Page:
A remarkable piece of Arizona history, this photograph album of Morenci includes 22 highly scarce images of the town and mining operations from the early 20th century. The Morenci Mine has for many years been the largest copper mine in North America and one of the largest in the world.
The photographs are, in order:
- The cover image of the town
- Detroit Copper Mining Co.’s Store
- Public School
- Morenci Club
- Detroit Copper Mining Co.’s Smelter
- Detroit Copper Mining Co.’s Machine Shop and Smelter
- Arizona Copper Co.’s Concentrator, No. 6
- Detroit Copper Mining Co.’s Machine Shop
- Detroit Copper Mining Co.’s Concentrator
- Detroit Copper Mining Co.’s Hospital
- View from Morenci Hotel
- C. E. Mills’ Residence
- H. S. Van Gorder’s Residence
- Ore Train
- Longfellow Hill
- Looping the Loop, Morenci Southern Railway
- Hotel Morenci
- Loop No. 1 on the Morenci Southern Railway
- Morenci Southern Railway, Morenci in Distance
- Scene along the Morenci Southern Railway
- Approaching Morenci on the Morenci Southern Railway
- Panorama of Morenci, Arizona (foldout)
Morenci was the ultimate company town, built by and for the mine operations. The homes, shops, hotels, schools, and other facilities in Morenci and the neighboring town of Clifton (home to a large smelter) were built by the Detroit Copper Mining Company and related mining companies (especially the Arizona Copper Company). In its early years, workers at the Morenci Mine were even paid in company script (to their annoyance) which functioned as a currency in the town.
The early history of Morenci was defined by the Detroit Copper Mining Company. Capt. Eber Brock Ward, a native of Detroit, Michigan, staked a claim to the region and gave the company (incorporated 1872) its name, but he died shortly afterwards. The true driving force behind the mine’s early operations was William Church, a mine speculator from Denver, Colorado, who secured financing from Phelps Dodge. Church developed the mine site from a rough-and-tumble tent encampment into a proper city and industrial operation, complete with smelters, concentrators, railroads, and machine shops. Morenci’s layout is very distinctive, built right up the side of Longfellow Hill, making the streets so steep and narrow that drivers of both horse carriages and automobiles dared not brave them. Until roads were widened in 1912, supplies had to be brought in by donkey or by hand.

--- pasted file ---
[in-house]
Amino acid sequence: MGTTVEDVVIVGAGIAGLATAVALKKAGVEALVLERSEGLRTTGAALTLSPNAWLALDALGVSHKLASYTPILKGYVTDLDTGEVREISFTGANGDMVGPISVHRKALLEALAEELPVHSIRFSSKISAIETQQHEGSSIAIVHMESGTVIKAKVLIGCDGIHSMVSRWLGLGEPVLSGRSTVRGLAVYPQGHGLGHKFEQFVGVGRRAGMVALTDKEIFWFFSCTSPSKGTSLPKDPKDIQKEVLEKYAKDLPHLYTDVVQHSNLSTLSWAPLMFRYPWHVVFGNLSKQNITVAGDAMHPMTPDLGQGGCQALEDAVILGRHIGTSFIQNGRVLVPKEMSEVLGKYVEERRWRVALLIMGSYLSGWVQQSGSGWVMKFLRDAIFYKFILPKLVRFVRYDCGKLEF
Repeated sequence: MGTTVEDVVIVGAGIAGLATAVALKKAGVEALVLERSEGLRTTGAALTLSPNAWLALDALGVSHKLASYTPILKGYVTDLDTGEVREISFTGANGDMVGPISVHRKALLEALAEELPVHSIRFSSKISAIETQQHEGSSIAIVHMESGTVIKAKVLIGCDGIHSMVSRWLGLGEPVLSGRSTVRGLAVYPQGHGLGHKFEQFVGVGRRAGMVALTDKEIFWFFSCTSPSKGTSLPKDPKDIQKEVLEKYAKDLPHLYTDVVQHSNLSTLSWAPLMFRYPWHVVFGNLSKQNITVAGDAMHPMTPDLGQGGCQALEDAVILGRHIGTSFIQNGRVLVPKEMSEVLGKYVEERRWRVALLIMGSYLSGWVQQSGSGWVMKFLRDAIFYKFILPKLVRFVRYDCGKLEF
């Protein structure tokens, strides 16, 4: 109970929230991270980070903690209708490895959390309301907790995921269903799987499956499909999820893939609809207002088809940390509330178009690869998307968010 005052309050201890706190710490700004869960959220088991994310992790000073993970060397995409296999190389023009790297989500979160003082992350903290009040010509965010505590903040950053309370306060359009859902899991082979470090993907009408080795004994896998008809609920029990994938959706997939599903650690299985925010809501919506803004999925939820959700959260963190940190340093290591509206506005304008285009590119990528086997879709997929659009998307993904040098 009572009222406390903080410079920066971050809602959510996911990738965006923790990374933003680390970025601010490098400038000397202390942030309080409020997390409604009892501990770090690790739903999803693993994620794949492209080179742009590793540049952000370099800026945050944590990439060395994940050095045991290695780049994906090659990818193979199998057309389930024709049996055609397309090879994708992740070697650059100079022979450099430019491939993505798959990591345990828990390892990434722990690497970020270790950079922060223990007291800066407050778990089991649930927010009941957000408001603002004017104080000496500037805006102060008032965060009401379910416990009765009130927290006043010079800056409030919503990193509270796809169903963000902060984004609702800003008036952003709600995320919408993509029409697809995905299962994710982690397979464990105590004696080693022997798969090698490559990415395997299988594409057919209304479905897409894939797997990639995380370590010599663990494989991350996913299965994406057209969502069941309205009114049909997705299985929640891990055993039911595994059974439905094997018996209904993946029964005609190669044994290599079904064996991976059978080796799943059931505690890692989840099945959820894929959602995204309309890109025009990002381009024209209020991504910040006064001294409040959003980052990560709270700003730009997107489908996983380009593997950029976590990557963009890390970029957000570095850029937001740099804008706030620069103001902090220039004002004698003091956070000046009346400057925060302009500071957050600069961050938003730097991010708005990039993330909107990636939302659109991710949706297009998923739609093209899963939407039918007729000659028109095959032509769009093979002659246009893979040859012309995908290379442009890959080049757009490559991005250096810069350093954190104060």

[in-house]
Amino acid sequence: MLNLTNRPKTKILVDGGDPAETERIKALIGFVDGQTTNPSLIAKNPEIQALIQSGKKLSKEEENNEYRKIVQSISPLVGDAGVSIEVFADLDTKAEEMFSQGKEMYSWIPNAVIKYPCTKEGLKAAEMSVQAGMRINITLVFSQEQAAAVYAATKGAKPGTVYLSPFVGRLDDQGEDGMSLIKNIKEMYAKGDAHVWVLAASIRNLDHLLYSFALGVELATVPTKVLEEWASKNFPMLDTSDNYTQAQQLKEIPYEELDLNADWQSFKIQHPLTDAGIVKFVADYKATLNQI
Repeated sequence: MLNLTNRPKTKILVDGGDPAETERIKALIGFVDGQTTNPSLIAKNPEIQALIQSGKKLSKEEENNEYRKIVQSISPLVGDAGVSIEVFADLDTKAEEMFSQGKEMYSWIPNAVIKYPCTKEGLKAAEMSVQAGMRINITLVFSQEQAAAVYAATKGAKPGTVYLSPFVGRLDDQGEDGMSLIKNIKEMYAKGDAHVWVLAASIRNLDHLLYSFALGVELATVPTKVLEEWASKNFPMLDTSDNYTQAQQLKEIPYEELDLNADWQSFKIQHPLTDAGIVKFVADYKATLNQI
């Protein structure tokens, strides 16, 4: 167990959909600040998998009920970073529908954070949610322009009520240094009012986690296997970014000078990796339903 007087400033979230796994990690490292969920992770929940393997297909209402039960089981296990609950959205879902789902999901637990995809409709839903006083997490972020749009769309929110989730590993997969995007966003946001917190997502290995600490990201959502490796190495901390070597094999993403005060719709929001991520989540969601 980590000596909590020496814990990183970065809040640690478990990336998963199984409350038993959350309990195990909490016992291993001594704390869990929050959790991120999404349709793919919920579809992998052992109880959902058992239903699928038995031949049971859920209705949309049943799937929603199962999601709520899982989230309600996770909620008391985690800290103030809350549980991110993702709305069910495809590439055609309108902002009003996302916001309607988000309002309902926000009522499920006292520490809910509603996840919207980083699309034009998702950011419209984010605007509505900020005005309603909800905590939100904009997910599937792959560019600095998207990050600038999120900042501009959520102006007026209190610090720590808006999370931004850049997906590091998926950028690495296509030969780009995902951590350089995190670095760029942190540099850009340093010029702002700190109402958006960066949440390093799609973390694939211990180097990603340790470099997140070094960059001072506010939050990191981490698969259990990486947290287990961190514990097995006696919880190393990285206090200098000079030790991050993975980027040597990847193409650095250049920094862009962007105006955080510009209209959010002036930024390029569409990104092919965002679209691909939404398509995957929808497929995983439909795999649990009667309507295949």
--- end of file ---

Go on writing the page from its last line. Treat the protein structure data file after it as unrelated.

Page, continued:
Church mostly employed Mexican miners, who were paid half the wages of White American miners, and the early history of the mine and town were tumultuous, with fires, strikes, and riots frequent (many years later, Morenci was at the center of the unsuccessful 1983 Arizona copper mine strike, which signaled a low point for organized labor in the U.S.). Church cashed out in 1897, selling his shares in the Detroit Copper Mining Company to Phelps Dodge. Afterwards, the company heavily increased investment in Morenci, causing both the mine and town to grow considerably at the turn of the 20th century. Among the new projects was the Morenci Southern Railway, featured in several of the photographs here, which was a complicated set of loops and switchbacks down the mountainside from the mine to a junction with a regional rail line.
This album was sold by the Detroit Copper Mining Co. Store Department on site, though ‘The Alternative Co.’ in Brooklyn, N.Y. was involved in its production in some way, perhaps printing the photographs.
The album is not recorded in the OCLC and is not known to exist as a whole in any institutional collections. The individual photographs are equally rare; four (the Mills’ Residence, the Morenci Club, the Public School, and the Company Store) appear on the Arizona Memory Project website and are noted as belonging to the Greenlee County Historical Society or the Arizona State Library, Archives and Public Records; they are estimated to date from between 1900 and 1920. The remaining photographs are not known to us to be held by any institution.